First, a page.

11. An Interested Party says:

    re: mannning | June 18, 2009 | 11:54 pm

    Your scenario seems to presume that military action against Iran is inevitable…I’ve only seen neocons advance this argument, hence my use of the term…

  12. AiP: The key assumptions I have made, which are based on precedents and statements by the respective parties, are: 1) That the Israelis will attack Iran when they are convinced that there is no other way; and 2) That Iran will respond to this attack by their own attacks on Israel and the US, using terrorist-type assaults; and, 3) That the US will respond to the Iranian attacks.

    If (1) is not true, then neither will (2) or (3) be true. If (1) is true, then (2) may or may not be true, depending on the Iranian response. If (2) is not true for the US, it is very problematical whether (3) would be true. But, if (1) and (2) are true, I assert that (3) will be true also.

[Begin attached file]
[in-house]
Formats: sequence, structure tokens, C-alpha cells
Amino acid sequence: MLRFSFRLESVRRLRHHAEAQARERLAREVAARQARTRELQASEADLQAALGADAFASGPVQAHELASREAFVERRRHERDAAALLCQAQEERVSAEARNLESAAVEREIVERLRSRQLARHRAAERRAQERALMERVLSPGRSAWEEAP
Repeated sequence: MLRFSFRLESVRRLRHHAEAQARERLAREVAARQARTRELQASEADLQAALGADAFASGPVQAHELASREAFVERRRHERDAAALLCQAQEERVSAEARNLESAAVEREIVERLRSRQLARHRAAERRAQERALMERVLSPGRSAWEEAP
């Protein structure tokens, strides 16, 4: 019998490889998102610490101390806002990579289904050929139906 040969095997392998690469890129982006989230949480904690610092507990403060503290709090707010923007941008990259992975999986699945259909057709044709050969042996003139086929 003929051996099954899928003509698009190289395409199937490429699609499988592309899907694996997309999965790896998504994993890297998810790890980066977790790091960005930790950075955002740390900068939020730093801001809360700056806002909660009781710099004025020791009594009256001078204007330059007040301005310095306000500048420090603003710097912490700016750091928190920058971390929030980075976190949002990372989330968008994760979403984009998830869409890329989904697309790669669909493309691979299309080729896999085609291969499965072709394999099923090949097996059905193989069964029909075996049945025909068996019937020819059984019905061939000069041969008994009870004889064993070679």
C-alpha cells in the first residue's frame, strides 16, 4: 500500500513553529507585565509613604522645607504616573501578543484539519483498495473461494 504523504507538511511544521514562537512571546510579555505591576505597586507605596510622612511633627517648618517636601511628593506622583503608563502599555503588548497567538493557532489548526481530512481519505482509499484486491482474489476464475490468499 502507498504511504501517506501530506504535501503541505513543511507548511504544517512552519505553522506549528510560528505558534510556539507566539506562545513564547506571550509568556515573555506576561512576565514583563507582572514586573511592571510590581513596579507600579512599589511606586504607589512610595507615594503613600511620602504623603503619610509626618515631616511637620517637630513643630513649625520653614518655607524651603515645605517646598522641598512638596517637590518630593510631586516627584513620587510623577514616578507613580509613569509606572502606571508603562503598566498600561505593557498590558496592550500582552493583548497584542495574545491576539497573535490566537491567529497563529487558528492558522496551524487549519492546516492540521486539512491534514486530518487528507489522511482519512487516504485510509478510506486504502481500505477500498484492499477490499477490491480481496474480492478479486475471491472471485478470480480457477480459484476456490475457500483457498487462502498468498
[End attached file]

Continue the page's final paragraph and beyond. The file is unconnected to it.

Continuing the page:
So, engagement is not inevitable. It depends on the Israelis to begin with. Would you care to make a bet that they will not attack Iran? Given that they do attack, would you make a bet that Iran will not attack US assets in response? Finally, if Iran does attack US assets, would you make a bet that we will not respond with our own attacks? I will gladly take those bets.

    The other side scenario is that the US decides to join the Israeli attack, reasoning that we will become involved anyway, so why not do a good job in neutralizing the nuclear threat from Iran? Further, it is possible that Israel does not succeed in their attack, and it leaves them very short of trained pilots and aircraft, and thus more vulnerable to the Iranian, and perhaps Syrian responses. We end up being drawn into the fight anyway since I believe we would come to Israel’s defense. We end up with real damage to our people in both scenarios, and end up attacking Iran.